As was discussed above, the ability to tightly control the orientation of photonically active materials incorporated within an article under evaluation is particularly troublesome during various processing operations. For example, a region of the article containing the material may be soiled or otherwise obstructed and, thus, the irradiation of the photonically active materials is prevented. Therefore, the inventor has realized that it is advantageous to employ a targeting system and an identification system with processes for separating, identifying, counting, optionally sorting and authenticating and validating the authenticity of articles.
 The foregoing and other problems are overcome and the objects and advantages are realized by methods and apparatus in accordance with embodiments of this invention.
 In a preferred, but not limiting embodiment the articles being examined are banknotes and similar basically flat items, and these teachings are employed during the processing of banknotes, such as the validation and authenticity checking of banknotes and other items containing at least one security feature.
 A method and a system are disclosed for processing a banknote. The method includes providing a banknote having at least one photonically active security feature, the banknote being moved along a conveyance path; illuminating the at least one security feature with light from a stimulus source; identifying a location of the at least one security feature by detecting an emission from the security feature; directing an excitation source at the identified location; illuminating the at least security feature with light from the excitation source; and detecting a further emission from the photonically active security feature in response to the light from the excitation source.
 The step of identifying may include operating a linescan camera having scan axis that is parallel to a conveyance axis, or operating a linescan camera having scan axis that is perpendicular to the conveyance axis. The step of identifying may also include operating a single element detector to accumulate a line scan along the banknote at a same cross-axis location as a field of view of the excitation source.
 In one embodiment the step of directing includes delaying operation of the excitation source for a period of time that is a function of at least a speed of conveyance, and a distance between a illumination points of the stimulus source and the excitation source.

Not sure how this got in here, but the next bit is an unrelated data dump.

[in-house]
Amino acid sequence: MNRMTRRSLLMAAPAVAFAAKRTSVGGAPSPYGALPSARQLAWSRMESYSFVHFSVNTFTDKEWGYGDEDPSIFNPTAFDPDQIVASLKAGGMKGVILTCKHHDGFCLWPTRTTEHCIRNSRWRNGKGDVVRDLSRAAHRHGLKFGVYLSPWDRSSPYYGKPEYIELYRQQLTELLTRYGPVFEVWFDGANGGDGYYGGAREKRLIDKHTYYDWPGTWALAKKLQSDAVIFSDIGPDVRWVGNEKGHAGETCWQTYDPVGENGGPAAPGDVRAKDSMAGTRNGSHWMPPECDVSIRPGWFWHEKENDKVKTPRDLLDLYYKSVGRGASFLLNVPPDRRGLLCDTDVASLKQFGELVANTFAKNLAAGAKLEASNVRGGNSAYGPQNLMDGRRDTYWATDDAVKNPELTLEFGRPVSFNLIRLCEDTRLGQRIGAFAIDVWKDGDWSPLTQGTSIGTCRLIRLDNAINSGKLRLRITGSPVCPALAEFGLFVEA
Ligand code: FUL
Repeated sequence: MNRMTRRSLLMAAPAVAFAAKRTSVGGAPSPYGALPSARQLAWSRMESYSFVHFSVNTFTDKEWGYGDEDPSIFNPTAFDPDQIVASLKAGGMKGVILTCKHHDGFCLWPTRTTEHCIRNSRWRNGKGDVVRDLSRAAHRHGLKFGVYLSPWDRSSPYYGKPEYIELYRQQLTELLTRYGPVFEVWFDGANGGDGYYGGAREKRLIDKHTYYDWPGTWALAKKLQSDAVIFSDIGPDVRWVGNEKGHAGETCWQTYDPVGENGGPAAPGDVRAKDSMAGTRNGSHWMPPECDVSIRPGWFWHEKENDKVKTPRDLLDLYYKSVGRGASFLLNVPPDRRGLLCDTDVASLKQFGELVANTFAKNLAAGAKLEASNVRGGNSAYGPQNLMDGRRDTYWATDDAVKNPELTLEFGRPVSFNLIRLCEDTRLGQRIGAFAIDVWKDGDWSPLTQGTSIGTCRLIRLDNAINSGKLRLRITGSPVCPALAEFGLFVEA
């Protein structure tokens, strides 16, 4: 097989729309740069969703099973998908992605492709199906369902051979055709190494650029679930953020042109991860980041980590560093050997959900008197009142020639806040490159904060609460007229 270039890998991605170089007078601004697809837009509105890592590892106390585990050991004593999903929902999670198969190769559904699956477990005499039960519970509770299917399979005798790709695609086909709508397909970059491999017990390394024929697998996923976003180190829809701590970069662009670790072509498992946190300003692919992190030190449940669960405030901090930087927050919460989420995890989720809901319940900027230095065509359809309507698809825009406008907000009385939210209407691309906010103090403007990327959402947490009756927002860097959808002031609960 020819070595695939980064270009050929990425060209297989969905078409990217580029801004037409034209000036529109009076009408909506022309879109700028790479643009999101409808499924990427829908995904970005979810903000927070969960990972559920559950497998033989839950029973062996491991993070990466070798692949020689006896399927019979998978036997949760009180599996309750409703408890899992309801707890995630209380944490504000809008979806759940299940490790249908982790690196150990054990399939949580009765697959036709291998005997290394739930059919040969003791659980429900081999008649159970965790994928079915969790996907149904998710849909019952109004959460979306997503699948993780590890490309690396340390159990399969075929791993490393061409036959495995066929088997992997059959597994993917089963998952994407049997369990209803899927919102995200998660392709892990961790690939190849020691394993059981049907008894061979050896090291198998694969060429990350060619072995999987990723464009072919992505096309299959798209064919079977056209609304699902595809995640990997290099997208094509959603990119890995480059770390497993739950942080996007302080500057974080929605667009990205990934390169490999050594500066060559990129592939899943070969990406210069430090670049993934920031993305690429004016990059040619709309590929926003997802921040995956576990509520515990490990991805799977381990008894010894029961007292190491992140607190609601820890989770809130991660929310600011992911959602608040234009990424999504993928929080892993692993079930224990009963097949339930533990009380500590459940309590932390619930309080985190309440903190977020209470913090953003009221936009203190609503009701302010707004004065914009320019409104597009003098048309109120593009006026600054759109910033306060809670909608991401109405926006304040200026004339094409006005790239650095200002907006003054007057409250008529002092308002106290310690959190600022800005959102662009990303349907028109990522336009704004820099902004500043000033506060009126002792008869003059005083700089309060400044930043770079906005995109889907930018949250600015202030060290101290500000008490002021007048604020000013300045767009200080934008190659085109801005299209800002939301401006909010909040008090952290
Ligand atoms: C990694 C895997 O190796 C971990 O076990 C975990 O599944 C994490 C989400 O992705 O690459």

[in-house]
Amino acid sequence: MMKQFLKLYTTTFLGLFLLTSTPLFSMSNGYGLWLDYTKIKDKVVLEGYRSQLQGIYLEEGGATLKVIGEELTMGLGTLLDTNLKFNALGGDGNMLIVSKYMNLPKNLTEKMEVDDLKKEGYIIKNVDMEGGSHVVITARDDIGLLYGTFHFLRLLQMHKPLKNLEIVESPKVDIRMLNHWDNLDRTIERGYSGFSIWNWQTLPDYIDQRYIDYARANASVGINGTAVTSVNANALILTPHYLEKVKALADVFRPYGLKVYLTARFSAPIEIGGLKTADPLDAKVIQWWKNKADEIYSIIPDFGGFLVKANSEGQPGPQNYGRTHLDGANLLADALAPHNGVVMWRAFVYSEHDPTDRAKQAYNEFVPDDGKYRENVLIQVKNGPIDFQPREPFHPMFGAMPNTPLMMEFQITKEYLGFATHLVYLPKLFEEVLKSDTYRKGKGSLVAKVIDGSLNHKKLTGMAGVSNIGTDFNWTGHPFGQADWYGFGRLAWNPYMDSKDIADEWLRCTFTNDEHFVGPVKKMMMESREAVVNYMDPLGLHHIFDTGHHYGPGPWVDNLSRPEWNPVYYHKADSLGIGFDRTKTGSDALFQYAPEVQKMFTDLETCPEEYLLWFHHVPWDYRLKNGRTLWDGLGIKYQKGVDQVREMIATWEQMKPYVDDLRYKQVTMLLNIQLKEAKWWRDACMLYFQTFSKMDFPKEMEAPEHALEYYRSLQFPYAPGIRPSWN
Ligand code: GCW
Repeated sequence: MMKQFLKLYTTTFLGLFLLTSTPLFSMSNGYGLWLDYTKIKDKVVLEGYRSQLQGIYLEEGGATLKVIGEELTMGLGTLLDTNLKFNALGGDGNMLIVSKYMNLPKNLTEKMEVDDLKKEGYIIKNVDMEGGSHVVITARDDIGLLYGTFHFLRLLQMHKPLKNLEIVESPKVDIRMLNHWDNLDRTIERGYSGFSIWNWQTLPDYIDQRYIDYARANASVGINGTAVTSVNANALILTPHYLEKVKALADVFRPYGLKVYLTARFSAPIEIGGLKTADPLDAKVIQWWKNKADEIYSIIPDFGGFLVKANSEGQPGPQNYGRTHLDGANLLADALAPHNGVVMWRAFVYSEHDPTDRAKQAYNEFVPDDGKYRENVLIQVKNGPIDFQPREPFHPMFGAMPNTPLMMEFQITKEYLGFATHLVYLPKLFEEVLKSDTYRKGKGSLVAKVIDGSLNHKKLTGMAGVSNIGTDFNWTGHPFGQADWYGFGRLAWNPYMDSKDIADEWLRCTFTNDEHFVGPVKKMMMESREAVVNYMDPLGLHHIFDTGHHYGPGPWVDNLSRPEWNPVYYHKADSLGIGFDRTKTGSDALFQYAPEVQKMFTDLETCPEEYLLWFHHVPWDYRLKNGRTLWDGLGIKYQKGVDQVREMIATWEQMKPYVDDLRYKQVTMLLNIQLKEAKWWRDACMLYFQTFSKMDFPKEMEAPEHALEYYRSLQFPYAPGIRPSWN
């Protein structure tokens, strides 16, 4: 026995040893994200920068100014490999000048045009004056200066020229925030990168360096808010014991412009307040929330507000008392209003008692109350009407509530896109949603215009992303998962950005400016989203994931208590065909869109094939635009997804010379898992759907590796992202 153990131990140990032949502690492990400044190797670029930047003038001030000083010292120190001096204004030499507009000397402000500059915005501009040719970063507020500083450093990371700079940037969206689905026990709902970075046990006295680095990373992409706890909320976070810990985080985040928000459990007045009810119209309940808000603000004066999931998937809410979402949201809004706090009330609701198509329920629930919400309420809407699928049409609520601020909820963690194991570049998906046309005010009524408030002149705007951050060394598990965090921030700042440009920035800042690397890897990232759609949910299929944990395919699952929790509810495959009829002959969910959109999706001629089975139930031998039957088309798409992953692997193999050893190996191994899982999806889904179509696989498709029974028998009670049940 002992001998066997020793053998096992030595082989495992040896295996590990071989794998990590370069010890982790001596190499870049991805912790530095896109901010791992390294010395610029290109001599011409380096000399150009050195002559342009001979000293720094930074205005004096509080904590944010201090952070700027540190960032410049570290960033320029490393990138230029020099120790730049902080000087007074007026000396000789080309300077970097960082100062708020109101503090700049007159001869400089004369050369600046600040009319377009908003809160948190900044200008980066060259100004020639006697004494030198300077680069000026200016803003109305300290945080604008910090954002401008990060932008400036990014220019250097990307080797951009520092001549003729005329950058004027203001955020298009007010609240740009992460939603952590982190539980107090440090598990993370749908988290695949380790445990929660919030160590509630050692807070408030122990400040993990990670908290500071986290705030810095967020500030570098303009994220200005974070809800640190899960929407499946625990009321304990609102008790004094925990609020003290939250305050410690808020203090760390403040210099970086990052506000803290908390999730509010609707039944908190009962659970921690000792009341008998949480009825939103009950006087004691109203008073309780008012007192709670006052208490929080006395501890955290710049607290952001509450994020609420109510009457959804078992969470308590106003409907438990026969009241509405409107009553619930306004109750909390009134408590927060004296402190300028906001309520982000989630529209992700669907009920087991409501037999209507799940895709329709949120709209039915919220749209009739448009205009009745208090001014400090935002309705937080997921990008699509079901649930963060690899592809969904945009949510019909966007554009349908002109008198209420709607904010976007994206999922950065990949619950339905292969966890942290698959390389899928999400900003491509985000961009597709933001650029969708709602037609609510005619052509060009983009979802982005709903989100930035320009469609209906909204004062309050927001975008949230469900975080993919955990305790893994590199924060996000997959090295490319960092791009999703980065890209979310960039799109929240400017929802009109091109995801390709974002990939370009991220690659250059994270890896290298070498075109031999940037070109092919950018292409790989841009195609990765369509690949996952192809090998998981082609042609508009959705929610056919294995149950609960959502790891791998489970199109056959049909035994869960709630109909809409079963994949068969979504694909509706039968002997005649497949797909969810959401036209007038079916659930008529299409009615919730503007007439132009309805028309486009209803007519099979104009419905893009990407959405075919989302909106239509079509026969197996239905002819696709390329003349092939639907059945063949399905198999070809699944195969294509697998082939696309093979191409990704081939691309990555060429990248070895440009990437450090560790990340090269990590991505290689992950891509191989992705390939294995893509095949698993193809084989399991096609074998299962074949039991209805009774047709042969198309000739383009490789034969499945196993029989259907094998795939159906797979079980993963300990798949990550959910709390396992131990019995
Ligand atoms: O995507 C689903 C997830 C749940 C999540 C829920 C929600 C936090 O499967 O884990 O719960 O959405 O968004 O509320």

The photonically active security feature can include at least one thread or planchette or other structure, such as a tape, having a substrate material and an electromagnetic radiation emitting and amplifying material for providing a laser-like emission. The structure can be embedded within or disposed on the banknote. The detected further emission may be an optical code for identifying at least one characteristic of the banknote.
 The disclosure of U.S. Pat. No.: 5,448,582, issued Sep. 5, 1995, entitled “Optical Sources Having a Strongly Scattering Gain Medium Providing Laser-Like Action”, by Nabil M. Lawandy is incorporated by reference herein in its entirety.
 This invention can employ a laser-like emission, such as one exhibiting a spectrally and temporally collapsed emission, or a secondary emission. A secondary emission can be any optical emission from a photonically active material that results directly from the absorption of energy from an excitation source. Secondary emissions, as employed herein, may encompass both fluorescence and phosphorescence.
 It should thus be realized at the outset that the teachings of this invention could be employed to identify articles that have been coded with materials not exhibiting laser-like action, such as phosphor particles, dyes (without scatterers) and semiconductor materials. One particularly suitable type of semiconductor materials are fabricated to form quantum well structures which emit light at wavelengths that can be tuned by fabrication parameters.
 As such, in one aspect this invention employs an optical gain medium that is capable of exhibiting laser-like activity or other emissions from the medium when excited by a source of excitation energy, as disclosed in the above-referenced U.S. Pat. No. 5,448,582. The optical gain medium can be comprised of a matrix phase, for example a polymer or substrate, that is substantially transparent at wavelengths of interest; and an electromagnetic radiation emitting and amplifying phase, for example a chromic dye or a phosphor. In some embodiments the optical gain medium also comprises a high index of refraction contrast electromagnetic radiation scattering phase, such as particles of an oxide and/or scattering centers within the matrix phase.
 The teaching of this invention can employ a dye or some other material that is capable of emitting light, possibly in combination with scattering particles or sites, to exhibit electro-optic properties consistent with laser action; i.e., a laser-like emission that exhibits both a spectral linewidth collapse and a temporal collapse at an input pump energy above a threshold level.
 In a further aspect, and as was indicated above, this invention employs a secondary emission that can be any optical emission from a photonically active material that results directly from the absorption of energy from an excitation source. Secondary emissions can include both fluorescent and phosphorescent emissions.